|Mini welding gas cylinder.|
Cylinders like this are sold in any hardware store for use with small welding/brazing torches. They are nothing like the heavy, thick-walled oxygen cylinders used with real welding torches. But they are cheap and do contain actual oxygen.
Many people don't realize that when you use an oxyacetylene cutting torch to cut steel plate, the acetylene is just there to get things started. Once the steel is hot enough, you turn off the acetylene and blow pure oxygen at the advancing cut. The oxidation (burning) of iron in pure oxygen releases enough heat to keep the reaction going, and a jet of high pressure oxygen can literally burn through four inch thick solid steel plate.
I learned this from Harry Barnhart, a thinking farmer who showed me how it's done one day many years ago.
Because the air around us is only about 21% oxygen, steel will burn in air, but it won't generate enough heat to keep the burning going unaided. In air, the steel will cool down and stop burning pretty quickly unless you give it extra heat. This is the principle of the plasma-arc cutting torch (pictured under hafnium), which uses just electricity and air to cut steel. As when you turn off the acetylene in an oxyacetylene torch, the steel itself is the fuel that powers the cutting action, but without pure oxygen to energize things, the plasma-arc cutter has to use an electric arc to supply the necessary extra heat.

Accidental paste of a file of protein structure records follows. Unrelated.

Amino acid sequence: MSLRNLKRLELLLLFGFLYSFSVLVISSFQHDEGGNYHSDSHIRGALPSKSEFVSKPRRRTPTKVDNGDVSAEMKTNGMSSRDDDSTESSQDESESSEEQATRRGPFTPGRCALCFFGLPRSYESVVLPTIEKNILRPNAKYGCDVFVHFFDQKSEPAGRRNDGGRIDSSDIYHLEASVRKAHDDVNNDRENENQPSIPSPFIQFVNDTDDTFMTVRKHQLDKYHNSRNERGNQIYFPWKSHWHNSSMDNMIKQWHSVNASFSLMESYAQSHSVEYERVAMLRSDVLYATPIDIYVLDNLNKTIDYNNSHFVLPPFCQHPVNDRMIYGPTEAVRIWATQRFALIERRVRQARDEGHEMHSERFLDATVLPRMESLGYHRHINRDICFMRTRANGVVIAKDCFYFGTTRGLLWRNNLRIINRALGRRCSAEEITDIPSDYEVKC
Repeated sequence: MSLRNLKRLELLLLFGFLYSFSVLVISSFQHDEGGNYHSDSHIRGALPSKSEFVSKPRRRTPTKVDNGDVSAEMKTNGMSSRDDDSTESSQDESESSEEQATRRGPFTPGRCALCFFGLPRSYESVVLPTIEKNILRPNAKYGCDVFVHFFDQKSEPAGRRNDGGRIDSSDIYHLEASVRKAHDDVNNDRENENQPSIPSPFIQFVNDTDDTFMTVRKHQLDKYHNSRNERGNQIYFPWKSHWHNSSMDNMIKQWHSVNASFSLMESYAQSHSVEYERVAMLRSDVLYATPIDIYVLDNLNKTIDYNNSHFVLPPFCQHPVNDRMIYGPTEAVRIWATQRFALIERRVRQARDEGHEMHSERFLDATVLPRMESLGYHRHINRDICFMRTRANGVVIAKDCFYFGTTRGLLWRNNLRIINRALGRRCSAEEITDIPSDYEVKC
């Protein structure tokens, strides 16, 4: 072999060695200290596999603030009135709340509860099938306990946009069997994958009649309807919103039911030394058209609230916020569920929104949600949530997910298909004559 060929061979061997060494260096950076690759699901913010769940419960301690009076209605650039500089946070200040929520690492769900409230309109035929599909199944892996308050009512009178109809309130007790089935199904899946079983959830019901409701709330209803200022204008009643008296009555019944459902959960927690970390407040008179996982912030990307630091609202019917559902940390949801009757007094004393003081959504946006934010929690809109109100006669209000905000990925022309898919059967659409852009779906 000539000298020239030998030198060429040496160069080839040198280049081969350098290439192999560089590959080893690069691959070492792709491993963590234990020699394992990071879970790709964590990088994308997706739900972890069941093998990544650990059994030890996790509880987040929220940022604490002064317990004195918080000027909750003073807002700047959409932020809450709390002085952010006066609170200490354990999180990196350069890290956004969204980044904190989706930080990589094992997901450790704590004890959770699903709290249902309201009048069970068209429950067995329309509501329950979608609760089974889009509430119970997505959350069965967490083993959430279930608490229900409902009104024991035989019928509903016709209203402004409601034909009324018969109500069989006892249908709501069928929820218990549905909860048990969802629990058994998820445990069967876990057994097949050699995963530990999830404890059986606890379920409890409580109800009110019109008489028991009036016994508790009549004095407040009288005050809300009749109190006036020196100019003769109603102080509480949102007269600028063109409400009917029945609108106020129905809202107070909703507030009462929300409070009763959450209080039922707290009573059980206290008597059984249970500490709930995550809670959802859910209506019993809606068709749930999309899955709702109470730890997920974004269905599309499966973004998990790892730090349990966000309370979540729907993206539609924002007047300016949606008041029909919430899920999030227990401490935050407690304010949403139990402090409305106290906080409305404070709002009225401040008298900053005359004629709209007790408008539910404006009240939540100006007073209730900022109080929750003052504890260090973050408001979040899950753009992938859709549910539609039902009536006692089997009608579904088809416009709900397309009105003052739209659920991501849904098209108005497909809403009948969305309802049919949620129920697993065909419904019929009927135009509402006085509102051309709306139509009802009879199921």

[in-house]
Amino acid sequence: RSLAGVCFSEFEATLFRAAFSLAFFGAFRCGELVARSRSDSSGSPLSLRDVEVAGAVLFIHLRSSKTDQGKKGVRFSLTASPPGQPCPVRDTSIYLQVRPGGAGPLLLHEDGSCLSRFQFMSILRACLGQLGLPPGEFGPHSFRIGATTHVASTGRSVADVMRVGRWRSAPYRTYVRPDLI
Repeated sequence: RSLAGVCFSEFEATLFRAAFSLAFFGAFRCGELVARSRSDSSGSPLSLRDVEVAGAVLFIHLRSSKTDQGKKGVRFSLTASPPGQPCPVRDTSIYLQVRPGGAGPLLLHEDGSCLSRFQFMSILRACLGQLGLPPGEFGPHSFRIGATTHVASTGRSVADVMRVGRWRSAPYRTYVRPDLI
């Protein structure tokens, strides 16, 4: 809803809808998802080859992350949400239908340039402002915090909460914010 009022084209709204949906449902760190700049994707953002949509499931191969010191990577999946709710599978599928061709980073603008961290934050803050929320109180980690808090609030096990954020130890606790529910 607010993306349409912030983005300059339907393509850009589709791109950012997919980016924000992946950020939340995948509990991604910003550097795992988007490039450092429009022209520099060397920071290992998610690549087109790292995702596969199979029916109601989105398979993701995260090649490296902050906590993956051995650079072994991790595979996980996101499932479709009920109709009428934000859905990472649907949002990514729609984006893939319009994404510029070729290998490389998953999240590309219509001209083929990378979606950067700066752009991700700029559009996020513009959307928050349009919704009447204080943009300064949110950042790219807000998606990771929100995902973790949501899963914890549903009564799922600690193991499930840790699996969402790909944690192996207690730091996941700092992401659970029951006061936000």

Another fun thing you can do with oxygen in liquid form is use it to speed up the grilling process. The classic documentation for this was available here, except that it's been removed because of the concerns of the university that had been hosting it.
Source: Hardware Store
Contributor: Theodore Gray
Acquired: 5 August, 2002
Text Updated: 20 November, 2008